the first day of treatment. I was thoroughly marked!
At any rate, I thought I was free and clear of difficulty after I got my dots and set up my first appointment. Oh boy...bring on THE RACK... Because I'm receiving radiation to my chest and underarm area, I have to lie on a rather hard table with my arms stretched above my head gripping two plastic handles while my feet are rubber-banded together to prevent me from moving and messing up the radiated area. It generally only takes about five or ten minutes each day for treatment, so being in that position shouldn't be so bad. Unfortunately, owing to some miscommunication about where I was supposed to place my head (to the side or looking straight up), in addition to x-rays and some crazy, first-time sharpie drawings all over my chest, I was on that table for almost an hour the first day. Believe me...my arms were killing me! The same day I got my tattoos, they created a mold for my arms (also helps with the lining up)  and made sure my head position would be comfortable if I had to lie there for up to twenty minutes. But on that first treatment day, they told me I had to look to the side to avoid a radiated and scar-tissued airway in my throat, so I didn't mention the fact that the mold felt intensely uncomfortable since it was made with my head straight up. It wasn't until I had pain shooting up my arms and through my neck that I finally decided to say something...silly me...turns out it took forever because they couldn't seem to line up the machine without my head in the right spot. At any rate, all was resolved  and they promised not to torture me again! (And just in case you wondered, they said that because I'm thin--woohoo! best news so far!--I don't have to turn my head in order for them to avoid radiating my throat.)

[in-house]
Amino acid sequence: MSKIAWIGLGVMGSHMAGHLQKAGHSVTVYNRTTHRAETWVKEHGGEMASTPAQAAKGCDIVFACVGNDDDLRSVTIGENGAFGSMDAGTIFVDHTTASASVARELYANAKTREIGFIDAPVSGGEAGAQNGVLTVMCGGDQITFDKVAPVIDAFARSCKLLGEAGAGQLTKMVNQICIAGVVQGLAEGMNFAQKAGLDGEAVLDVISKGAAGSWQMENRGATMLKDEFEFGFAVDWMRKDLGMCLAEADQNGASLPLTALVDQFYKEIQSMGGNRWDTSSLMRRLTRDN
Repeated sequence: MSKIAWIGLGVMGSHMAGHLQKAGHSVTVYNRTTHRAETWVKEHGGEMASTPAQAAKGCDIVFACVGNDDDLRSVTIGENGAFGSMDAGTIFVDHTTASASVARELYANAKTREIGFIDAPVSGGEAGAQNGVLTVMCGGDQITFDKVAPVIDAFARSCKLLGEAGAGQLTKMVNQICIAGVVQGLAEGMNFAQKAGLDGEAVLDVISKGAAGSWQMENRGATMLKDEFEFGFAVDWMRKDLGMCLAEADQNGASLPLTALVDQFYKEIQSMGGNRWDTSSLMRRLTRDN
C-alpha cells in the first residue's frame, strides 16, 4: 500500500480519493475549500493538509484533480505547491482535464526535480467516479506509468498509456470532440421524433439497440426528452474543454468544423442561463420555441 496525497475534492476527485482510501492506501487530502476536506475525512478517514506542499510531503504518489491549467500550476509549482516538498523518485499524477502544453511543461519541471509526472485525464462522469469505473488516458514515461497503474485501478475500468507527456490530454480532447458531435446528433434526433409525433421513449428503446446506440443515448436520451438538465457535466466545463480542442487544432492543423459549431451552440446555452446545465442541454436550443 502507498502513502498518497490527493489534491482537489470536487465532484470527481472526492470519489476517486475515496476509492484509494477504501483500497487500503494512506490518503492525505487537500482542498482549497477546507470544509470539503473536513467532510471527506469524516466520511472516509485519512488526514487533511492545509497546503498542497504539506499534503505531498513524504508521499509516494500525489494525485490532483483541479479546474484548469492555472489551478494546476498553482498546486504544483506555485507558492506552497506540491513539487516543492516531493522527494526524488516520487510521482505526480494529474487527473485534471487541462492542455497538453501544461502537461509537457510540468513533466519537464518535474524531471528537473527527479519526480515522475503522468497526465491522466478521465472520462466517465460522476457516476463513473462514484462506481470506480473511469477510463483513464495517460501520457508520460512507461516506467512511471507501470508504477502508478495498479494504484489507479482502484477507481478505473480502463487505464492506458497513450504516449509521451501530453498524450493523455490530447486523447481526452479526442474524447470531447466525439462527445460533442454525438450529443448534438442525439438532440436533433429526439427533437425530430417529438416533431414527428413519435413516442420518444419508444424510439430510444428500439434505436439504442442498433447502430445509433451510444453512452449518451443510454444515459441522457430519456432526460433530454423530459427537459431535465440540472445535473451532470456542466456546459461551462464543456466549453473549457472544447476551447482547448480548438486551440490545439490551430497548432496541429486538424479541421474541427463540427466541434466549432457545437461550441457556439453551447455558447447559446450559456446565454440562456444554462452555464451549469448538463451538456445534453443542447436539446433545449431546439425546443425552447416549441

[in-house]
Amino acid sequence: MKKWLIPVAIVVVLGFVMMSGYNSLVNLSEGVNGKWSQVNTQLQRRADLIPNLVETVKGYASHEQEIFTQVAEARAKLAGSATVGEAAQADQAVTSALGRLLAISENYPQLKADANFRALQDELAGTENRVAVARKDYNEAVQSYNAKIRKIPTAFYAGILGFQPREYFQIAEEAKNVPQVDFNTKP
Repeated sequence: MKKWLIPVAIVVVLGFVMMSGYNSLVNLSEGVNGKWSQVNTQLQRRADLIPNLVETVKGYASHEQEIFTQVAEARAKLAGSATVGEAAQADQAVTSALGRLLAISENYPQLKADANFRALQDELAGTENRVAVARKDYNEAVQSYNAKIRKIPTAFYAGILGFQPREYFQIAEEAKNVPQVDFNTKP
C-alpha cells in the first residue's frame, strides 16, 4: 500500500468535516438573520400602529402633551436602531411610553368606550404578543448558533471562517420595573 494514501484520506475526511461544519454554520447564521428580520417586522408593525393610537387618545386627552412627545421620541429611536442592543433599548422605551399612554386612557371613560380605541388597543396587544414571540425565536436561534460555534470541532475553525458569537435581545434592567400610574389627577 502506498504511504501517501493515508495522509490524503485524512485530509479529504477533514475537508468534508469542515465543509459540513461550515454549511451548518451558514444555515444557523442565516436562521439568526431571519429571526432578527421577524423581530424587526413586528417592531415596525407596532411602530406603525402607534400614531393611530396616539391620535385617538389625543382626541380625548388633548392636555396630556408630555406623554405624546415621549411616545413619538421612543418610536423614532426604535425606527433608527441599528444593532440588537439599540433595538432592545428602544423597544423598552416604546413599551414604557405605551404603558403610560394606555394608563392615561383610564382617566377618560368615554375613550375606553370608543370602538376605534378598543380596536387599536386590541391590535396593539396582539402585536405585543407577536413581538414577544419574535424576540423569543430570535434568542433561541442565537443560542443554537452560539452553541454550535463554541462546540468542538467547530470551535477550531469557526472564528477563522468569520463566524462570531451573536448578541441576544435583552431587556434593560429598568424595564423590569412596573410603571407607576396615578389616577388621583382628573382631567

My friend, the radiation machine
Although I was a little wary of going back the second day, it turned out to be a breeze. They created a special Pandora station just for me, propped up my legs with pillows, lined me up, and were done in ten minutes. Phew! Now I just have to pop in each day and listen to my tunes whilst trying to ignore the buzzing machine rotating around my upper body and at times resting ten inches from my face. I can live with that. :) In a couple weeks, I may get a sunburn-like redness in the radiated area in addition to some fatigue, but I figure nothing is as draining and crummy as chemo! I also have to stay out of the sun as much as possible--a bit of a bummer for this time of year, but shade is also a good option for enjoying the outdoors!

Last but not least, I have to explain my reference to our upcoming fundraiser yard sale! Even though my insurance is pretty awesome and pays for most things, cancer is a pretty pricey beast... We've had lots of unanticipated expenses. As I've been sorting through boxes of my old stuff, we decided to have a yard sale to raise some money! A bunch of neighbors and other family members have donated things to our sale, so we have an incredible amount of great things that people can buy! We'd love it if you want to stop by and see the loot (my mom will be making yummy cinnamon rolls too!), so if you're in the area, come to 564 S. Main in Kaysville this Saturday (May 31st). The party starts at 8 a.m.! If you aren't in the area but would like to donate to our cause, please go to this website: http://donnaleeandrus.org/  It's mostly under construction, but the donations link will allow you to send a little something through Paypal. Just bear in mind that I don't expect anything from anyone--your prayers have produced many miracles, and that will always be more than enough for me! I only posted the donation link because a few people asked if they could help out. I'm grateful to all of you for following my story this far--everyone's support has helped me more than you can ever know. And, of course, there will always be new adventures and updates in the future!
Yup...my eyelashes are all gone--but in a couple weeks,
they will be back to stay!

1 comment:

  1. You look so beautiful! You seriously just radiate happiness and love and I think that is so incredible considering all you have been through. You are an amazing example Donna!